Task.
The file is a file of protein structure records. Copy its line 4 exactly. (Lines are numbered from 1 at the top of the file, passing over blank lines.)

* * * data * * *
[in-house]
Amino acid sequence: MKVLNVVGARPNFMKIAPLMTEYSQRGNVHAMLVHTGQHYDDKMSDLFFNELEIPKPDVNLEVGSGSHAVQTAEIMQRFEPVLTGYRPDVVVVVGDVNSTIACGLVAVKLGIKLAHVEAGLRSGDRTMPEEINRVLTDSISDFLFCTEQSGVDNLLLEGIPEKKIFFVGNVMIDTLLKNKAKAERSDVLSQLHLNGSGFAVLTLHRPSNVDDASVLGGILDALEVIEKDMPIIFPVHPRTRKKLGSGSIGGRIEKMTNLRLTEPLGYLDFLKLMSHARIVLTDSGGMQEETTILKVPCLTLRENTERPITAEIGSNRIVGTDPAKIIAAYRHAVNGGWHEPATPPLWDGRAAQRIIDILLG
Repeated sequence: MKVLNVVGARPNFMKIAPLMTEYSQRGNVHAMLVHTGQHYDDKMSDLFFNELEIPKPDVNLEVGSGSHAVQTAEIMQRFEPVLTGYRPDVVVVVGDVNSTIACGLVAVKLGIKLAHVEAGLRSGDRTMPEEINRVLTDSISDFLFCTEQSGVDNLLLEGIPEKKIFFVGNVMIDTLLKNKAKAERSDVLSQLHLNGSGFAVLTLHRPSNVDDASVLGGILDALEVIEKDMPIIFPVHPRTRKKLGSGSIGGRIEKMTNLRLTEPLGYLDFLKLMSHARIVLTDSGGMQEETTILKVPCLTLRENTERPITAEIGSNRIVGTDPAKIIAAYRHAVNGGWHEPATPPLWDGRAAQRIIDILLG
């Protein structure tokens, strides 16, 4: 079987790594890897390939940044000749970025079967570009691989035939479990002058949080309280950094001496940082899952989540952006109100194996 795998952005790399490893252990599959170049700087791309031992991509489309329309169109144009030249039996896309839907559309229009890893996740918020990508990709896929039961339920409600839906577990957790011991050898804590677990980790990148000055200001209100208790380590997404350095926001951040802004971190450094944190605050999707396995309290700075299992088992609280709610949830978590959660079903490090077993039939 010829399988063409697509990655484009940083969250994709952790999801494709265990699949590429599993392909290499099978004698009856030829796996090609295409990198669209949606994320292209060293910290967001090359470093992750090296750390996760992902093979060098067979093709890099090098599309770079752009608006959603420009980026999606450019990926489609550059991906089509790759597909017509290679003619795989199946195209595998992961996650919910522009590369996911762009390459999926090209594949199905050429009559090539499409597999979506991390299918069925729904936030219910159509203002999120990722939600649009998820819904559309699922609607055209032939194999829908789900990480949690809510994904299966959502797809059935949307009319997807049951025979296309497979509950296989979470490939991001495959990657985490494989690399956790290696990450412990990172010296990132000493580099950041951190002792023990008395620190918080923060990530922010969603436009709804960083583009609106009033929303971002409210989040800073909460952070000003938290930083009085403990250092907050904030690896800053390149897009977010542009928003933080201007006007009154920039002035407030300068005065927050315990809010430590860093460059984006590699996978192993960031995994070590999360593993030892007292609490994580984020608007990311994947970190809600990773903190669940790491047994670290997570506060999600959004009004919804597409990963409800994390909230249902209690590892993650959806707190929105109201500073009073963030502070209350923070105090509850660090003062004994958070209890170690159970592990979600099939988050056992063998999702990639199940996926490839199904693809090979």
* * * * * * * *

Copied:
């Protein structure tokens, strides 16, 4: 079987790594890897390939940044000749970025079967570009691989035939479990002058949080309280950094001496940082899952989540952006109100194996 795998952005790399490893252990599959170049700087791309031992991509489309329309169109144009030249039996896309839907559309229009890893996740918020990508990709896929039961339920409600839906577990957790011991050898804590677990980790990148000055200001209100208790380590997404350095926001951040802004971190450094944190605050999707396995309290700075299992088992609280709610949830978590959660079903490090077993039939 010829399988063409697509990655484009940083969250994709952790999801494709265990699949590429599993392909290499099978004698009856030829796996090609295409990198669209949606994320292209060293910290967001090359470093992750090296750390996760992902093979060098067979093709890099090098599309770079752009608006959603420009980026999606450019990926489609550059991906089509790759597909017509290679003619795989199946195209595998992961996650919910522009590369996911762009390459999926090209594949199905050429009559090539499409597999979506991390299918069925729904936030219910159509203002999120990722939600649009998820819904559309699922609607055209032939194999829908789900990480949690809510994904299966959502797809059935949307009319997807049951025979296309497979509950296989979470490939991001495959990657985490494989690399956790290696990450412990990172010296990132000493580099950041951190002792023990008395620190918080923060990530922010969603436009709804960083583009609106009033929303971002409210989040800073909460952070000003938290930083009085403990250092907050904030690896800053390149897009977010542009928003933080201007006007009154920039002035407030300068005065927050315990809010430590860093460059984006590699996978192993960031995994070590999360593993030892007292609490994580984020608007990311994947970190809600990773903190669940790491047994670290997570506060999600959004009004919804597409990963409800994390909230249902209690590892993650959806707190929105109201500073009073963030502070209350923070105090509850660090003062004994958070209890170690159970592990979600099939988050056992063998999702990639199940996926490839199904693809090979």